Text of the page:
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Identity Thief Faces Potential 22-Year Prison Sentence

A foreign national pleads guilty to two criminal counts after he and his cohorts steal nearly $1.48 million in bogus tax return refunds following an identity theft hack on a Pittsburgh medical center.

A Cuban man potentially faces up to 22 years in prison and a $750,000 fine, after he pleaded guilty to two criminal counts in an identity theft case involving current and former workers at the University of Pittsburgh Medical Center (UPMC), federal authorities announced Monday.

Yoandy Perez Llanes, 33, and his cohorts stole Social Security numbers, birth dates, and other personal information from tens of thousands of current and former employees at UPMC in 2014.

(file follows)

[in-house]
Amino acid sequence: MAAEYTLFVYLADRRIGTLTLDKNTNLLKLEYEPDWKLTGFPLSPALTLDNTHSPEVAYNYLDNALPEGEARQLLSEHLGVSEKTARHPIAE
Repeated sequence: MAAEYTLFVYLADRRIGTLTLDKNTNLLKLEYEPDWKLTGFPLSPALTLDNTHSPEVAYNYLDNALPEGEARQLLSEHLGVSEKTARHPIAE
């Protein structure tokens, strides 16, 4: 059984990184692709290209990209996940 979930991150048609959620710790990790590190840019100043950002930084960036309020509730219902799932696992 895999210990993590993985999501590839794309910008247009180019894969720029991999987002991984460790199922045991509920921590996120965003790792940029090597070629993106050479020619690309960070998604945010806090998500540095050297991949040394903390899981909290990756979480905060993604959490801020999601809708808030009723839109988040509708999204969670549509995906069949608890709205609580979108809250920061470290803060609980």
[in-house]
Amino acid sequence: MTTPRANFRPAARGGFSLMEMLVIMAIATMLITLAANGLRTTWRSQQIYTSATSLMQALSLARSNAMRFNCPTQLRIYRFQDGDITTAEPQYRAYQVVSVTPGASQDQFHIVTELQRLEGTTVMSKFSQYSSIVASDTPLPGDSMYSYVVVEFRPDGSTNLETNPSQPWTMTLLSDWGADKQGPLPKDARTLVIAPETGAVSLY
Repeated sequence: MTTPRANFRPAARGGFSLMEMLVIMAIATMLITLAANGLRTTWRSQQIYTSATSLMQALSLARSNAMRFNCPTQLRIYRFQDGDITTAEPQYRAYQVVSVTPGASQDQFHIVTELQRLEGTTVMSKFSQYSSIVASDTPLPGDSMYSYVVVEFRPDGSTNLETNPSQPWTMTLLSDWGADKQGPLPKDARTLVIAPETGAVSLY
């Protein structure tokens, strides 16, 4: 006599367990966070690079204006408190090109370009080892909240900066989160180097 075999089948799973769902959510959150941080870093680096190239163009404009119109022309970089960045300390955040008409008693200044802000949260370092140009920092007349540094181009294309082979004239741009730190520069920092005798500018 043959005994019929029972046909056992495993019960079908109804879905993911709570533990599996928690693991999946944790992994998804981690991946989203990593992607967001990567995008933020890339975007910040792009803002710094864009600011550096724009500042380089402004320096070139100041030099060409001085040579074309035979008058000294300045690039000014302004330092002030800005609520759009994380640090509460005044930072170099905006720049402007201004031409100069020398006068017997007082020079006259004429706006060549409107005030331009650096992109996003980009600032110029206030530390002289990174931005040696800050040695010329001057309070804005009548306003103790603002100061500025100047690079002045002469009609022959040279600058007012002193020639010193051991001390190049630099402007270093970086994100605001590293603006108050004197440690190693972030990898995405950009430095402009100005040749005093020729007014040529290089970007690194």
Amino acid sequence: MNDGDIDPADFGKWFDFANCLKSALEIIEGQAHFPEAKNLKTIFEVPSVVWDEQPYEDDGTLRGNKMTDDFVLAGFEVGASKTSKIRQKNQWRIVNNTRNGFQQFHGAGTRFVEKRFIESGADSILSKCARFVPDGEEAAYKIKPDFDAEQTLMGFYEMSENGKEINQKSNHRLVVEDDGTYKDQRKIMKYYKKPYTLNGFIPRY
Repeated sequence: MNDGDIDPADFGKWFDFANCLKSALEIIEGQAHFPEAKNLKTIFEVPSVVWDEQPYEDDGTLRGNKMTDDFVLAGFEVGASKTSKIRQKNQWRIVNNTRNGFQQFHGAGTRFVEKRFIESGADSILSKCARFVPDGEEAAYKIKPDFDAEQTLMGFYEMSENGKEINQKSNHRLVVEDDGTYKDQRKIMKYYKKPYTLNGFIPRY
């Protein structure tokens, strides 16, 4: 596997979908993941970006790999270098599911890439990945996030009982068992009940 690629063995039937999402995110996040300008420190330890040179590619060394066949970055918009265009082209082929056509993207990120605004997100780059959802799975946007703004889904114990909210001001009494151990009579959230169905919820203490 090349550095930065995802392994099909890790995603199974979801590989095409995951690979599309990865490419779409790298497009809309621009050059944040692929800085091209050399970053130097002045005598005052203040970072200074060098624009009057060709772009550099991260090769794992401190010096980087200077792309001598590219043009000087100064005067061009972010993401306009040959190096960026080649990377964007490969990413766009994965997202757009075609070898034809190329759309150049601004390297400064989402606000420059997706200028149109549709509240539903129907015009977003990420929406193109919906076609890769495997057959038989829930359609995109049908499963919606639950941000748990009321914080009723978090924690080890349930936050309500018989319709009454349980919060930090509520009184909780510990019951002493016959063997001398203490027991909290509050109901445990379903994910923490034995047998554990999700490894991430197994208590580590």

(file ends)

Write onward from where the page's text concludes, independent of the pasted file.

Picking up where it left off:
Llanes and his co-conspirators hacked into UPMC's computer databases, then turned around and used the data to file more than 900 false 2013 tax returns with the Internal Revenue Service. And rather than receive a cash refund, Llanes requested any returns be provided as Amazon gift cards, which then were used to buy electronics. The purchased electronics were shipped to Venezuela, where Llanes and his associates snapped them up.

During the nearly two years that Llanes engaged in aggravated identity theft and money laundering, he and his cohorts received $1.48 million from the bogus tax returns. Llanes will be sentenced on Aug. 18.

Read the Department of Justice release here.

 

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